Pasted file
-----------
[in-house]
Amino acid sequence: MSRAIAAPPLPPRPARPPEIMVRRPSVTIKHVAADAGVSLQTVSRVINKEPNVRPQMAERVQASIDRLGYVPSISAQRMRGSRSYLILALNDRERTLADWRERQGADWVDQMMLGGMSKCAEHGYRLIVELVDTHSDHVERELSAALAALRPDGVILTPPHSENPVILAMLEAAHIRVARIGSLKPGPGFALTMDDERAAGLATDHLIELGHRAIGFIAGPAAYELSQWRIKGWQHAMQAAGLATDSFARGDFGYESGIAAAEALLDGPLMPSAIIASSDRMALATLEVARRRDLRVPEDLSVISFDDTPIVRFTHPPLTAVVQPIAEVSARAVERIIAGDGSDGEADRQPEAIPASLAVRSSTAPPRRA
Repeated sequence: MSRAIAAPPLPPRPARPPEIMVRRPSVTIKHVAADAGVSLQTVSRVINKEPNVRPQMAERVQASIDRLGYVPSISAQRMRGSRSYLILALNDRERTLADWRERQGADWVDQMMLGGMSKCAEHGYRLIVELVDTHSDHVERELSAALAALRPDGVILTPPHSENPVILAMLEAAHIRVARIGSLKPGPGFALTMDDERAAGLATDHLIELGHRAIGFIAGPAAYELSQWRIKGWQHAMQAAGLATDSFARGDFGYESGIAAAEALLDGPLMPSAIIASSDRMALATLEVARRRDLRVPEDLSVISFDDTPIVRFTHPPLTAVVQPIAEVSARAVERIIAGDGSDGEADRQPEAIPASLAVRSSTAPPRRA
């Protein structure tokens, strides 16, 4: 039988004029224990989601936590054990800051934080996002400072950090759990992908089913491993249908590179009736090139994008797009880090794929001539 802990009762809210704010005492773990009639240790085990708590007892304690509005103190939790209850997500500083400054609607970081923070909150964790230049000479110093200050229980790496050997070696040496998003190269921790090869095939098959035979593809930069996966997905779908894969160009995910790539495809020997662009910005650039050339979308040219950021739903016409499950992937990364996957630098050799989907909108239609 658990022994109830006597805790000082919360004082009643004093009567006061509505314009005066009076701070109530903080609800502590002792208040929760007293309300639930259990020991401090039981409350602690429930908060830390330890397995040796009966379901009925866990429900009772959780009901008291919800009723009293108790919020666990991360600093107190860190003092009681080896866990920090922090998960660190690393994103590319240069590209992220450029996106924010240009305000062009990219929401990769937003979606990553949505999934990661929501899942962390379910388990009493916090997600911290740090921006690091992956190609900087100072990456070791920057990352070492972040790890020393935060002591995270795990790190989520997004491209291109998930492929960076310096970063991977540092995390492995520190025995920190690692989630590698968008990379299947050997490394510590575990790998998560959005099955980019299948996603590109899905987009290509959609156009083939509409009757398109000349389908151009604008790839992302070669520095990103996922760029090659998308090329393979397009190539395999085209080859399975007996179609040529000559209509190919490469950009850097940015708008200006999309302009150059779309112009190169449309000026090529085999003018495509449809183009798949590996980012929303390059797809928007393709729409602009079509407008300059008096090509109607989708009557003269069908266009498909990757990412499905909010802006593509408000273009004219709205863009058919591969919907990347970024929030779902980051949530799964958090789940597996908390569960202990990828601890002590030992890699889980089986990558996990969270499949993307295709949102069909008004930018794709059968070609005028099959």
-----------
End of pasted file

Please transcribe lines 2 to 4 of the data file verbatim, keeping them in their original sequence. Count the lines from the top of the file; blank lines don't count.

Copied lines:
Amino acid sequence: MSRAIAAPPLPPRPARPPEIMVRRPSVTIKHVAADAGVSLQTVSRVINKEPNVRPQMAERVQASIDRLGYVPSISAQRMRGSRSYLILALNDRERTLADWRERQGADWVDQMMLGGMSKCAEHGYRLIVELVDTHSDHVERELSAALAALRPDGVILTPPHSENPVILAMLEAAHIRVARIGSLKPGPGFALTMDDERAAGLATDHLIELGHRAIGFIAGPAAYELSQWRIKGWQHAMQAAGLATDSFARGDFGYESGIAAAEALLDGPLMPSAIIASSDRMALATLEVARRRDLRVPEDLSVISFDDTPIVRFTHPPLTAVVQPIAEVSARAVERIIAGDGSDGEADRQPEAIPASLAVRSSTAPPRRA
Repeated sequence: MSRAIAAPPLPPRPARPPEIMVRRPSVTIKHVAADAGVSLQTVSRVINKEPNVRPQMAERVQASIDRLGYVPSISAQRMRGSRSYLILALNDRERTLADWRERQGADWVDQMMLGGMSKCAEHGYRLIVELVDTHSDHVERELSAALAALRPDGVILTPPHSENPVILAMLEAAHIRVARIGSLKPGPGFALTMDDERAAGLATDHLIELGHRAIGFIAGPAAYELSQWRIKGWQHAMQAAGLATDSFARGDFGYESGIAAAEALLDGPLMPSAIIASSDRMALATLEVARRRDLRVPEDLSVISFDDTPIVRFTHPPLTAVVQPIAEVSARAVERIIAGDGSDGEADRQPEAIPASLAVRSSTAPPRRA
């Protein structure tokens, strides 16, 4: 039988004029224990989601936590054990800051934080996002400072950090759990992908089913491993249908590179009736090139994008797009880090794929001539 802990009762809210704010005492773990009639240790085990708590007892304690509005103190939790209850997500500083400054609607970081923070909150964790230049000479110093200050229980790496050997070696040496998003190269921790090869095939098959035979593809930069996966997905779908894969160009995910790539495809020997662009910005650039050339979308040219950021739903016409499950992937990364996957630098050799989907909108239609 658990022994109830006597805790000082919360004082009643004093009567006061509505314009005066009076701070109530903080609800502590002792208040929760007293309300639930259990020991401090039981409350602690429930908060830390330890397995040796009966379901009925866990429900009772959780009901008291919800009723009293108790919020666990991360600093107190860190003092009681080896866990920090922090998960660190690393994103590319240069590209992220450029996106924010240009305000062009990219929401990769937003979606990553949505999934990661929501899942962390379910388990009493916090997600911290740090921006690091992956190609900087100072990456070791920057990352070492972040790890020393935060002591995270795990790190989520997004491209291109998930492929960076310096970063991977540092995390492995520190025995920190690692989630590698968008990379299947050997490394510590575990790998998560959005099955980019299948996603590109899905987009290509959609156009083939509409009757398109000349389908151009604008790839992302070669520095990103996922760029090659998308090329393979397009190539395999085209080859399975007996179609040529000559209509190919490469950009850097940015708008200006999309302009150059779309112009190169449309000026090529085999003018495509449809183009798949590996980012929303390059797809928007393709729409602009079509407008300059008096090509109607989708009557003269069908266009498909990757990412499905909010802006593509408000273009004219709205863009058919591969919907990347970024929030779902980051949530799964958090789940597996908390569960202990990828601890002590030992890699889980089986990558996990969270499949993307295709949102069909008004930018794709059968070609005028099959």